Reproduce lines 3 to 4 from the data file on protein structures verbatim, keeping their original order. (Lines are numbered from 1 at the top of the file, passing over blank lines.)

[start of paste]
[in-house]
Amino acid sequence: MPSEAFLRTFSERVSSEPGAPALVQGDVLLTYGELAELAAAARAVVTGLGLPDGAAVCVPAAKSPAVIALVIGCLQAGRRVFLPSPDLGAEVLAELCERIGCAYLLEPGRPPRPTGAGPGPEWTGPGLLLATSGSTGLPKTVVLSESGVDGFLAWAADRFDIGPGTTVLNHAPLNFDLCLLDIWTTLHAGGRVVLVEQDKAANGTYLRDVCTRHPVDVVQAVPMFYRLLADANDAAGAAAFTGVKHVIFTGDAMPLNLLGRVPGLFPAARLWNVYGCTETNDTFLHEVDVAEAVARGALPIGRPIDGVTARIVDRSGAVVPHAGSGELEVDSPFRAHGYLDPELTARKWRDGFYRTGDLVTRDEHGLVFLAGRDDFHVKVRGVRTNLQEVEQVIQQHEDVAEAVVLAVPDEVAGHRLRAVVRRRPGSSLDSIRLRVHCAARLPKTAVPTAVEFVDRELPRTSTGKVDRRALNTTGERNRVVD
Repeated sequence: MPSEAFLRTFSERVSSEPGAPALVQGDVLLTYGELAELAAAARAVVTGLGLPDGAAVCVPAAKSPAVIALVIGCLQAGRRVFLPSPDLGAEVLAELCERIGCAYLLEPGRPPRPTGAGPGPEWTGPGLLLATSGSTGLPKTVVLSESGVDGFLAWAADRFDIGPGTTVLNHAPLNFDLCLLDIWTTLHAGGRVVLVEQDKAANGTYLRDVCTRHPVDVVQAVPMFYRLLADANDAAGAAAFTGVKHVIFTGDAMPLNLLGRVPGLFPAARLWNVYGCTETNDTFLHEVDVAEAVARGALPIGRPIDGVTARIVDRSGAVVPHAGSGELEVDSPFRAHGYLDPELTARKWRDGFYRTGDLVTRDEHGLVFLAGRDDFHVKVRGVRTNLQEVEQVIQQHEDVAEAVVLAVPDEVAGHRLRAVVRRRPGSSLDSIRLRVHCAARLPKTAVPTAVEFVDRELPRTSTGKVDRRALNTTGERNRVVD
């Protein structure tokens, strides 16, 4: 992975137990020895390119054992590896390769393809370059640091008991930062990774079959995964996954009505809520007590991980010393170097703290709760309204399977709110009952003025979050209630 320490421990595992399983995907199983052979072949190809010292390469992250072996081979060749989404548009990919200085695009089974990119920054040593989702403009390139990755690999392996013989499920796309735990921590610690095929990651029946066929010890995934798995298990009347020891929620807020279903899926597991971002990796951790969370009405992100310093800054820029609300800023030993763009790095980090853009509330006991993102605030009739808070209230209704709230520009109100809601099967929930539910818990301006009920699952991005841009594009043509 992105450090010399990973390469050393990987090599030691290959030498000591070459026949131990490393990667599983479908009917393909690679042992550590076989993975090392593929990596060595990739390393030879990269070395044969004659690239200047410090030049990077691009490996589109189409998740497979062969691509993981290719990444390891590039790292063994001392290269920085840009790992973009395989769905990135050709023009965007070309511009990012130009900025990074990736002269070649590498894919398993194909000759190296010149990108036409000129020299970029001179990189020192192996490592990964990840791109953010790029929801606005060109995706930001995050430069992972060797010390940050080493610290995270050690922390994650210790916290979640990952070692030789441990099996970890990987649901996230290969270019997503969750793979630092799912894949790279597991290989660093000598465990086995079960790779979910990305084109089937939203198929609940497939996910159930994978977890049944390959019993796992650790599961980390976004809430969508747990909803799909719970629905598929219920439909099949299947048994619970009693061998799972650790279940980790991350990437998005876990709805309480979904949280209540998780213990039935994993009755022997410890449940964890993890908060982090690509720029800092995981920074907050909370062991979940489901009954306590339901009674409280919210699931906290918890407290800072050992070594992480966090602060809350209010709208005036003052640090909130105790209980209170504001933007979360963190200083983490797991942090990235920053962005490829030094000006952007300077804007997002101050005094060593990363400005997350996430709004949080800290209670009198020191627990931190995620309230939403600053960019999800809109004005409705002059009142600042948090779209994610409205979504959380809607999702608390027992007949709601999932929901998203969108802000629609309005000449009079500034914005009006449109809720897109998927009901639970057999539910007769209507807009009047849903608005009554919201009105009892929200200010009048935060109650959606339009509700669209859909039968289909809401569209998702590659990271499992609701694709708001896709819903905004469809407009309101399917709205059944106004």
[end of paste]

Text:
Repeated sequence: MPSEAFLRTFSERVSSEPGAPALVQGDVLLTYGELAELAAAARAVVTGLGLPDGAAVCVPAAKSPAVIALVIGCLQAGRRVFLPSPDLGAEVLAELCERIGCAYLLEPGRPPRPTGAGPGPEWTGPGLLLATSGSTGLPKTVVLSESGVDGFLAWAADRFDIGPGTTVLNHAPLNFDLCLLDIWTTLHAGGRVVLVEQDKAANGTYLRDVCTRHPVDVVQAVPMFYRLLADANDAAGAAAFTGVKHVIFTGDAMPLNLLGRVPGLFPAARLWNVYGCTETNDTFLHEVDVAEAVARGALPIGRPIDGVTARIVDRSGAVVPHAGSGELEVDSPFRAHGYLDPELTARKWRDGFYRTGDLVTRDEHGLVFLAGRDDFHVKVRGVRTNLQEVEQVIQQHEDVAEAVVLAVPDEVAGHRLRAVVRRRPGSSLDSIRLRVHCAARLPKTAVPTAVEFVDRELPRTSTGKVDRRALNTTGERNRVVD
């Protein structure tokens, strides 16, 4: 992975137990020895390119054992590896390769393809370059640091008991930062990774079959995964996954009505809520007590991980010393170097703290709760309204399977709110009952003025979050209630 320490421990595992399983995907199983052979072949190809010292390469992250072996081979060749989404548009990919200085695009089974990119920054040593989702403009390139990755690999392996013989499920796309735990921590610690095929990651029946066929010890995934798995298990009347020891929620807020279903899926597991971002990796951790969370009405992100310093800054820029609300800023030993763009790095980090853009509330006991993102605030009739808070209230209704709230520009109100809601099967929930539910818990301006009920699952991005841009594009043509 992105450090010399990973390469050393990987090599030691290959030498000591070459026949131990490393990667599983479908009917393909690679042992550590076989993975090392593929990596060595990739390393030879990269070395044969004659690239200047410090030049990077691009490996589109189409998740497979062969691509993981290719990444390891590039790292063994001392290269920085840009790992973009395989769905990135050709023009965007070309511009990012130009900025990074990736002269070649590498894919398993194909000759190296010149990108036409000129020299970029001179990189020192192996490592990964990840791109953010790029929801606005060109995706930001995050430069992972060797010390940050080493610290995270050690922390994650210790916290979640990952070692030789441990099996970890990987649901996230290969270019997503969750793979630092799912894949790279597991290989660093000598465990086995079960790779979910990305084109089937939203198929609940497939996910159930994978977890049944390959019993796992650790599961980390976004809430969508747990909803799909719970629905598929219920439909099949299947048994619970009693061998799972650790279940980790991350990437998005876990709805309480979904949280209540998780213990039935994993009755022997410890449940964890993890908060982090690509720029800092995981920074907050909370062991979940489901009954306590339901009674409280919210699931906290918890407290800072050992070594992480966090602060809350209010709208005036003052640090909130105790209980209170504001933007979360963190200083983490797991942090990235920053962005490829030094000006952007300077804007997002101050005094060593990363400005997350996430709004949080800290209670009198020191627990931190995620309230939403600053960019999800809109004005409705002059009142600042948090779209994610409205979504959380809607999702608390027992007949709601999932929901998203969108802000629609309005000449009079500034914005009006449109809720897109998927009901639970057999539910007769209507807009009047849903608005009554919201009105009892929200200010009048935060109650959606339009509700669209859909039968289909809401569209998702590659990271499992609701694709708001896709819903905004469809407009309101399917709205059944106004």